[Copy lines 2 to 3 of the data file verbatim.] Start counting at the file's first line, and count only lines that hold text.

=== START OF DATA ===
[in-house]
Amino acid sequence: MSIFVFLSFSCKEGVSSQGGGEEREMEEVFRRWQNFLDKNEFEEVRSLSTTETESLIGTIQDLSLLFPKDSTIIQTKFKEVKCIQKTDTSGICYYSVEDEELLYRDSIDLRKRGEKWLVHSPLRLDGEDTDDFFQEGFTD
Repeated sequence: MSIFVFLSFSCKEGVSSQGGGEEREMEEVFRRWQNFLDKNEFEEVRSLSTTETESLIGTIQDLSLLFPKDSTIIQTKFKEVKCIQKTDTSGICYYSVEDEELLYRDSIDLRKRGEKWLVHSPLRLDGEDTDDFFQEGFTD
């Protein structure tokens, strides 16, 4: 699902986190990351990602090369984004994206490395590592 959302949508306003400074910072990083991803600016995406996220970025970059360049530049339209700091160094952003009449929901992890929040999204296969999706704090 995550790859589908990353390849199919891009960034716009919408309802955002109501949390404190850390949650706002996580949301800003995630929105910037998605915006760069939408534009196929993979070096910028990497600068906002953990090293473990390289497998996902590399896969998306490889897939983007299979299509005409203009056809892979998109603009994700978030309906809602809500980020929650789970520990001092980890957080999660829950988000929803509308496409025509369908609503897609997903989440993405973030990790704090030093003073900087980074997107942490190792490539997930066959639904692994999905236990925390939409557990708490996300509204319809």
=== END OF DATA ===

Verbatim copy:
Amino acid sequence: MSIFVFLSFSCKEGVSSQGGGEEREMEEVFRRWQNFLDKNEFEEVRSLSTTETESLIGTIQDLSLLFPKDSTIIQTKFKEVKCIQKTDTSGICYYSVEDEELLYRDSIDLRKRGEKWLVHSPLRLDGEDTDDFFQEGFTD
Repeated sequence: MSIFVFLSFSCKEGVSSQGGGEEREMEEVFRRWQNFLDKNEFEEVRSLSTTETESLIGTIQDLSLLFPKDSTIIQTKFKEVKCIQKTDTSGICYYSVEDEELLYRDSIDLRKRGEKWLVHSPLRLDGEDTDDFFQEGFTD